Lately I have been poking around with my Lloyd line, in particular trying to tie up loose ends with some of my great-great grandfather Richard Victor Lloyd’s sisters, and to find out more about his parents, William Lloyd and Mary Devlin.

Before the Lloyd family moved to Manitoba, they lived in Mulmur, Ontario. In the 1871 census, there are two other adult male Lloyds living in that area, Benjamin and James.

Benjamin died in 1912 and his death registration lists his mother as Harriet Brunley. One of William and Mary’s daughters is Harriet B. Lloyd. This coincidence made me happy to follow this trail even if it doesn’t lead to William and Benjamin being brothers.

A look at the 1851 census makes me think they are related, though. In King Township (about 35 kilometers from Mulmur), there is a Loyd family with William as the head, Benjamin and James as labourers, (a sister?) Harriet who does the housekeeping, and a few other siblings. Neighbours include a Mary Devlin the right age to be my William Lloyd’s wife, who was a servant for the Nunn family; and Ann Maw, who would be the 1871 Mulmur Benjamin’s wife according to birth records that correspond with children in the census. I’ve got those files saved and waiting to be proved with William’s death certificate, which hopefully has his parents names on it.

Another good find was a Devlin connection, which I hope to have time to blog about tomorrow!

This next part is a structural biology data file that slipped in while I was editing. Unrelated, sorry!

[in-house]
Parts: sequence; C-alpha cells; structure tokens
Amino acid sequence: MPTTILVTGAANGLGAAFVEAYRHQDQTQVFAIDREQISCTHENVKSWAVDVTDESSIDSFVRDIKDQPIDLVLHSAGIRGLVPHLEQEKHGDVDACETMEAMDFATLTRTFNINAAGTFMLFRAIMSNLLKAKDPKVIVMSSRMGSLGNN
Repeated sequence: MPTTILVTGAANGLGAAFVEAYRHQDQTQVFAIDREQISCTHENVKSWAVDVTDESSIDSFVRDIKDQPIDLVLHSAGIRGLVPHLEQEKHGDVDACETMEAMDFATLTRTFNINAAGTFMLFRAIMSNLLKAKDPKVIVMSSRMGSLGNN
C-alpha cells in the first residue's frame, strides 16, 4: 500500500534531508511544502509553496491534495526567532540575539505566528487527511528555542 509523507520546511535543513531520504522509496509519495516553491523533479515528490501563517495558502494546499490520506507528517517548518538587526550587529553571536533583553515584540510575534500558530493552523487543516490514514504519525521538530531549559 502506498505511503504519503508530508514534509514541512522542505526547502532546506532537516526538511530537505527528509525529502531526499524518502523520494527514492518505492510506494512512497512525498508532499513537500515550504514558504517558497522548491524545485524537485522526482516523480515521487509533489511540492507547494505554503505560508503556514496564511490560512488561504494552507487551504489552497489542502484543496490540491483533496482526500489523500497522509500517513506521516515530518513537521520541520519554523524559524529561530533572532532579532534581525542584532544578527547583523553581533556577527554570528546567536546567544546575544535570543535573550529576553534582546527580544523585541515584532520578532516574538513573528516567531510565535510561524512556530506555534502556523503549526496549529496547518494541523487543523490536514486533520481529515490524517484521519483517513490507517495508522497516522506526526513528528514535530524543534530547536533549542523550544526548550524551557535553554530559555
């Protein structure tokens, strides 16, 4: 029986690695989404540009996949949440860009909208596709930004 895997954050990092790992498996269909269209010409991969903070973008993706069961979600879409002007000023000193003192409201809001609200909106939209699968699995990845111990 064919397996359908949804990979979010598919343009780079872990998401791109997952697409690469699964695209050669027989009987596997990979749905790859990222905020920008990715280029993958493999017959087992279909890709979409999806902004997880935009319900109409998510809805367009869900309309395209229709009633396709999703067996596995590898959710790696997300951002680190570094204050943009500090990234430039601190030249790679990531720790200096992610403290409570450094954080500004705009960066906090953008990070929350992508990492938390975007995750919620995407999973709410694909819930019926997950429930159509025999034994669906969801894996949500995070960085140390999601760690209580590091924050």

Thankful Thursday – Digitization and Our Roots

I had an ungrateful kind of day earlier this week, the sort of day where I’m too impatient and headachey to see the gems in the coal. The kid took a long nap and I should have been glad to have time to myself. I should have been glad that she would wake up happy and refreshed. Instead I had a little sulk, because I wanted to go out. It was in that unreasonable mood that I decided to use the time to do some reading on Our Roots, and try to dig up more on the Lloyds and Dunns from Pioneer Ways To Modern Days.

A browse through the School Districts chapter dropped this picture of children at the Moose Range school in 1917 in my lap:

Moose Range School 1917 - from Pioneer Ways To Modern Days page 185

I admit that my first feeling was disappointment. Oh, it’s just Ena and Bill Lloyd. Why isn’t Illa in the picture? How come I can never find anything out about Illa? I don’t even have a picture of her! Why isn’t anything about my direct ancestors digitized?

I took a break. After a bottle of Mexican Pepsi (do I ever love that stuff!) my headache was gone and I realized what a wretch I’d been. Sure, it would have been exciting to see a photo of Illa. But there were little clues I could tuck away for later. The Meachem kid? Yes! The Meachems were close to the Ralph family. Ena and Illa both married Ralphs, but I wasn’t sure if they both married into the same Ralph family. If the Lloyds knew Meachems, it seems more likely.

I am very grateful for every scrap regarding my family connections that is digitized. If there weren’t scanned certificates and transcribed indexes online, I probably never would have started seriously mapping my family. Nearly every hobby and interest I have has to fit into my sleepless lifestyle, where I feel restless late at night and need something to do. I love that I can just go online to make lists of the tiniest slivers of hints to track down microfiche to confirm things that haven’t yet seen the light of the Internet. I love that without a repository of unusual Canadian books readily available to me from nearly anywhere, I could have pulled my hair out trying to hunt anyone who knew anything about Moose Range, Saskatchewan.